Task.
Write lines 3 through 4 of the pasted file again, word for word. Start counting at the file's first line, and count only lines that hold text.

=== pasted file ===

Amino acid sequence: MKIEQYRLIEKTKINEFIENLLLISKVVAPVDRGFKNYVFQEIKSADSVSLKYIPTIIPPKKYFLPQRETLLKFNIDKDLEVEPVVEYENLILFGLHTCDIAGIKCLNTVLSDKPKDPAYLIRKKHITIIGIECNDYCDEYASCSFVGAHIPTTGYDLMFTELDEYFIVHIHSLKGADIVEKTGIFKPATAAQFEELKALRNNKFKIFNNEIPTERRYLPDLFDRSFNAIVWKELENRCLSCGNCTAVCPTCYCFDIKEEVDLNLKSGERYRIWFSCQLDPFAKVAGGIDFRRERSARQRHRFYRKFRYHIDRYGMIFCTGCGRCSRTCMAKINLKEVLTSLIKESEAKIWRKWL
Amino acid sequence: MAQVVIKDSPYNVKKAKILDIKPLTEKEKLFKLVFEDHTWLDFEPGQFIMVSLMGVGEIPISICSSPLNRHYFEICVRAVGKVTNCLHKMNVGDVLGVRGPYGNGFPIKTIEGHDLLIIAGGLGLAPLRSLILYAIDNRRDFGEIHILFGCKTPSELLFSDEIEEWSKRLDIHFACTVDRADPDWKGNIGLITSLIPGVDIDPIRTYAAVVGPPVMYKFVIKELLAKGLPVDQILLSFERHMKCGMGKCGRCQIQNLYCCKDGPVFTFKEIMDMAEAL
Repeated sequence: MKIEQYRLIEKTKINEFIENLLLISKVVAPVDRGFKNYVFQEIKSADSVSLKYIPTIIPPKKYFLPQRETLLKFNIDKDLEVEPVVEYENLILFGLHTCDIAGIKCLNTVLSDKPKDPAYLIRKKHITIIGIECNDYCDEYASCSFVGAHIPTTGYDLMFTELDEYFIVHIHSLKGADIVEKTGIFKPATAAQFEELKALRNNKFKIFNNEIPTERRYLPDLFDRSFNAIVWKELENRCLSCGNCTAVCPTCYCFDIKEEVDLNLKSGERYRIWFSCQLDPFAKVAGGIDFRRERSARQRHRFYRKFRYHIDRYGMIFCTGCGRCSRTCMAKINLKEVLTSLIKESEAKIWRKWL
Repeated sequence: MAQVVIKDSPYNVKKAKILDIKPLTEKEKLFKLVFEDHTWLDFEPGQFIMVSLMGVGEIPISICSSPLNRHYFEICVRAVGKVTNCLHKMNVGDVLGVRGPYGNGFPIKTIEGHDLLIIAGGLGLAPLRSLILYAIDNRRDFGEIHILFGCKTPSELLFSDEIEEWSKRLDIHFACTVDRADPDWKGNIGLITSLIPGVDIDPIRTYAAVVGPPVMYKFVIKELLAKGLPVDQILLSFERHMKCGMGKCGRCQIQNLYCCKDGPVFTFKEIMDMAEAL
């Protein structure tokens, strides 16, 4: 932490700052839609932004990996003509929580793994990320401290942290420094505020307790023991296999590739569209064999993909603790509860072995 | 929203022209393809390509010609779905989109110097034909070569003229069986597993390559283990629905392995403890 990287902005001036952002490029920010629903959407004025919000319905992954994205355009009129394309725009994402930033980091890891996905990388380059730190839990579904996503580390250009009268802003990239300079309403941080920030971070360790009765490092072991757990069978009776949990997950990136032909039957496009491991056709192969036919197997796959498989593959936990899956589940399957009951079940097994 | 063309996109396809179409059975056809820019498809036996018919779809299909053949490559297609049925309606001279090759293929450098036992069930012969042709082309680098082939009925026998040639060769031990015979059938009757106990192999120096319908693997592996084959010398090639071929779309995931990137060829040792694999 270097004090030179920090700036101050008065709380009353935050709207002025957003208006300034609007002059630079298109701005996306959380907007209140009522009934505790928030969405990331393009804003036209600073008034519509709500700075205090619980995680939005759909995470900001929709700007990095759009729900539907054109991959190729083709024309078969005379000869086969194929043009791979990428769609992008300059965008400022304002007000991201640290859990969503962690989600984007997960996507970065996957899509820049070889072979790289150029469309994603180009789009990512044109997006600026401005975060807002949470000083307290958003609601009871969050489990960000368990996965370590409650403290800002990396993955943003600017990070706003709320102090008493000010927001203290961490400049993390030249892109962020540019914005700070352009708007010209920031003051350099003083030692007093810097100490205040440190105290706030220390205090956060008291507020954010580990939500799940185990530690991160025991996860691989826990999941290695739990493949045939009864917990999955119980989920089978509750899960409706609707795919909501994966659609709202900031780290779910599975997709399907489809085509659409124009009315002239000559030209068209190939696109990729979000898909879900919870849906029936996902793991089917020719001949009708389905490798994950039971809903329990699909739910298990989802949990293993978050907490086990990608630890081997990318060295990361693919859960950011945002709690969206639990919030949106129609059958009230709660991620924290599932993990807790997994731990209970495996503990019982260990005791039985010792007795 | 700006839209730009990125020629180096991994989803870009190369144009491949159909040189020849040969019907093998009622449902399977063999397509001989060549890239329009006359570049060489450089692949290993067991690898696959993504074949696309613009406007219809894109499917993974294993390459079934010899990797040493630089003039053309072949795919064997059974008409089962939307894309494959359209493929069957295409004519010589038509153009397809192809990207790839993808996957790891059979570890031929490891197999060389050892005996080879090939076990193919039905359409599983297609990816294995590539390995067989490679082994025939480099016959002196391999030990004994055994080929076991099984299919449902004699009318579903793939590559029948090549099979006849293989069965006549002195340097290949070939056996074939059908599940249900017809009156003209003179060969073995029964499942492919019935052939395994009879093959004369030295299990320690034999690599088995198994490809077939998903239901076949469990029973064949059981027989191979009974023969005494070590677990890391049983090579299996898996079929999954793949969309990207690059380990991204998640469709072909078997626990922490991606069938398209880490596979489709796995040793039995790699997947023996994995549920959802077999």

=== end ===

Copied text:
Repeated sequence: MKIEQYRLIEKTKINEFIENLLLISKVVAPVDRGFKNYVFQEIKSADSVSLKYIPTIIPPKKYFLPQRETLLKFNIDKDLEVEPVVEYENLILFGLHTCDIAGIKCLNTVLSDKPKDPAYLIRKKHITIIGIECNDYCDEYASCSFVGAHIPTTGYDLMFTELDEYFIVHIHSLKGADIVEKTGIFKPATAAQFEELKALRNNKFKIFNNEIPTERRYLPDLFDRSFNAIVWKELENRCLSCGNCTAVCPTCYCFDIKEEVDLNLKSGERYRIWFSCQLDPFAKVAGGIDFRRERSARQRHRFYRKFRYHIDRYGMIFCTGCGRCSRTCMAKINLKEVLTSLIKESEAKIWRKWL
Repeated sequence: MAQVVIKDSPYNVKKAKILDIKPLTEKEKLFKLVFEDHTWLDFEPGQFIMVSLMGVGEIPISICSSPLNRHYFEICVRAVGKVTNCLHKMNVGDVLGVRGPYGNGFPIKTIEGHDLLIIAGGLGLAPLRSLILYAIDNRRDFGEIHILFGCKTPSELLFSDEIEEWSKRLDIHFACTVDRADPDWKGNIGLITSLIPGVDIDPIRTYAAVVGPPVMYKFVIKELLAKGLPVDQILLSFERHMKCGMGKCGRCQIQNLYCCKDGPVFTFKEIMDMAEAL